International Consortium on Agricultural Biotechnology Research (ICABR)


Open Letter to FAO Director General in Support of SOFA 2003-04 – Biotechnology Report

Dear Director General,

We, the signatories of this letter, are scientists and scholars involved in independent academic research related to the international implications of agricultural biotechnology. We are writing this letter to support FAO’s recent report: The State of Food and Agriculture 2003-04; Agricultural Biotechnology: Meeting the Needs of the Poor? In our opinion the publication provides a comprehensive overview of biotechnology’s potentials and constraints, and it reflects current scientific knowledge on this important subject area.

Genetically modified (GM) crops have been field tested since the late 1980s, and since 1996 they have been grown commercially in over 16 countries, including several developing countries. The FAO report points out correctly that this new technology is associated with certain environmental and health risks, so that effective biosafety and food safety regulations have to be integral components of responsible biotechnology development and utilization. Yet, the evidence so far suggests that environmental and health risks can be managed, so that there is no reason for an outright rejection of GM crops based on safety concerns. Risk assessments have to be carried out and risk management have to be implemented on a case by case for every individual biotechnology product.

In terms of the economic and social impacts in developing countries, independent studies that have been conducted over the last eight years show a fairly consistent picture. Roundup Ready (RR) soybean farmers in Argentina profit from lower costs of weed control. Bt cotton growers in China, South Africa, Argentina, Mexico, and India benefit from significant reductions in chemical insecticides and higher effective yields. In spite of higher seed prices, on average these advantages result in sizeable income gains for GM crop adopters, including resource-poor farmers. Studies even show that the net benefits for small farmers can be bigger than for larger farmers. That the majority of the farmers is highly satisfied with their GM crop experience is reflected in the rapidly increasing adoption rates. Likewise, agricultural consumers can benefit from lower commodity prices. The FAO report provides a good summary of the academic studies available in this direction. Most of these studies were published in high-ranking, peer-reviewed scientific journals. More research is needed before conclusive statements about secondary socioeconomic effects can be made, but the evidence so far demonstrates that GM crop technology can be very suitable for poor farmers and consumers in developing countries.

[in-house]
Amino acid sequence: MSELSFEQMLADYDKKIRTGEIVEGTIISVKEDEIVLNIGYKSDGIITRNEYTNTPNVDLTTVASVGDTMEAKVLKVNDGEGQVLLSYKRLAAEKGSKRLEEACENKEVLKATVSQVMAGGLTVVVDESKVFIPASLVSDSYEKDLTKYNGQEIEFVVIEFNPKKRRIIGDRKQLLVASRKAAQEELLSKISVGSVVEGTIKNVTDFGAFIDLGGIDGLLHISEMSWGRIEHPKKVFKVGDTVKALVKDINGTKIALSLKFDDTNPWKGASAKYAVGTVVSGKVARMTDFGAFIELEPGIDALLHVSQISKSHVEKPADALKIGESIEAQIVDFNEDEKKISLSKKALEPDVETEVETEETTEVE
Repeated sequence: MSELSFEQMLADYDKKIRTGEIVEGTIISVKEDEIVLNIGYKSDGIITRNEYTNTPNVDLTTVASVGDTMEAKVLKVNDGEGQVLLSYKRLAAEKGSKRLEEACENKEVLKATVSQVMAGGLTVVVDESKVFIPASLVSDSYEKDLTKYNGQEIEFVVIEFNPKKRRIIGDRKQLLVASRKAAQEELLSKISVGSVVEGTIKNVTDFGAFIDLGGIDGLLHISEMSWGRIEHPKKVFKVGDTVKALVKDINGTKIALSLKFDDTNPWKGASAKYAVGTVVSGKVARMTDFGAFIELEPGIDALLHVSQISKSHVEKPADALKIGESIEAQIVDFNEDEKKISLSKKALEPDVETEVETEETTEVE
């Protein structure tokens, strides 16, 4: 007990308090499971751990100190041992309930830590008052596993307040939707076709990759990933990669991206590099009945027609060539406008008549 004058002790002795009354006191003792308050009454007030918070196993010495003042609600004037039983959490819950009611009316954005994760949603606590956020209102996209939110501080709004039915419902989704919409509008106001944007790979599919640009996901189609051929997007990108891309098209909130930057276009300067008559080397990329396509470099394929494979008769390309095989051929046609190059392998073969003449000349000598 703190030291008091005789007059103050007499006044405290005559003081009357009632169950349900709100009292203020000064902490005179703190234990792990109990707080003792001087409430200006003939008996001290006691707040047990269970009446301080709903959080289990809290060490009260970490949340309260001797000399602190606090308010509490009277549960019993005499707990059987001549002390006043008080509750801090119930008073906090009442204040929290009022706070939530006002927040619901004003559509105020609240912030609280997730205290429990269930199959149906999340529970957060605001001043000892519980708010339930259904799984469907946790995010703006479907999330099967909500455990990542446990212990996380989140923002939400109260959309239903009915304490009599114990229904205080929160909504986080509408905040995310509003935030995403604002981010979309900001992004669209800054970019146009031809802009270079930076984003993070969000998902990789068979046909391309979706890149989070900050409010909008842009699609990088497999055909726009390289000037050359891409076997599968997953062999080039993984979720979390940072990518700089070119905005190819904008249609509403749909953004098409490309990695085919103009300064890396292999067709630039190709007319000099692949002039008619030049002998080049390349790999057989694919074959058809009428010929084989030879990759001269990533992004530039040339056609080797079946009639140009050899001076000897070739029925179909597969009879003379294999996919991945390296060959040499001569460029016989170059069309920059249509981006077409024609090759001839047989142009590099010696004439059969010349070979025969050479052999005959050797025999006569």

However, as the FAO report also emphasizes, the examples of small farmers benefiting from GM crops are still very limited in number. Most of the poorest countries lack the scientific and regulatory capacity to adapt available GM technologies to their local needs. Moreover, biotechnology products that are especially designed for poor farmers and consumers have hardly been developed up till now. Without significantly bigger public sector support for research and capacity building and effective public – private cooperation the advantages of agricultural biotechnology will bypass the most vulnerable population groups. Also, the international proliferation of intellectual property rights is an issue that requires closer scrutiny and new institutional mechanisms in order to improve biotechnology access for the poor.

Agricultural biotechnology is not a panacea for developing countries. Technological instruments cannot substitute for other important policies that address the institutional and structural problems of food insecurity and poverty. But, with appropriate policy support, agricultural biotechnology could make an important contribution to sustainable development. The FAO report highlights the major areas where public interventions are needed, in order to bring the “gene revolution” to the poor on a larger scale.

From our perspective, the FAO report currently provides the most comprehensive and up-to-date review of issues related to agricultural biotechnology and developing countries. The potentials and constraints are tackled in a very balanced way. Therefore, this publication will be an important contribution to rationalizing the international debate on this topic.

Click here to read/download:
THE STATE OF FOOD AND AGRICULTURE 2003-2004
Agricultural Biotechnology
Meeting the needs of the poor?

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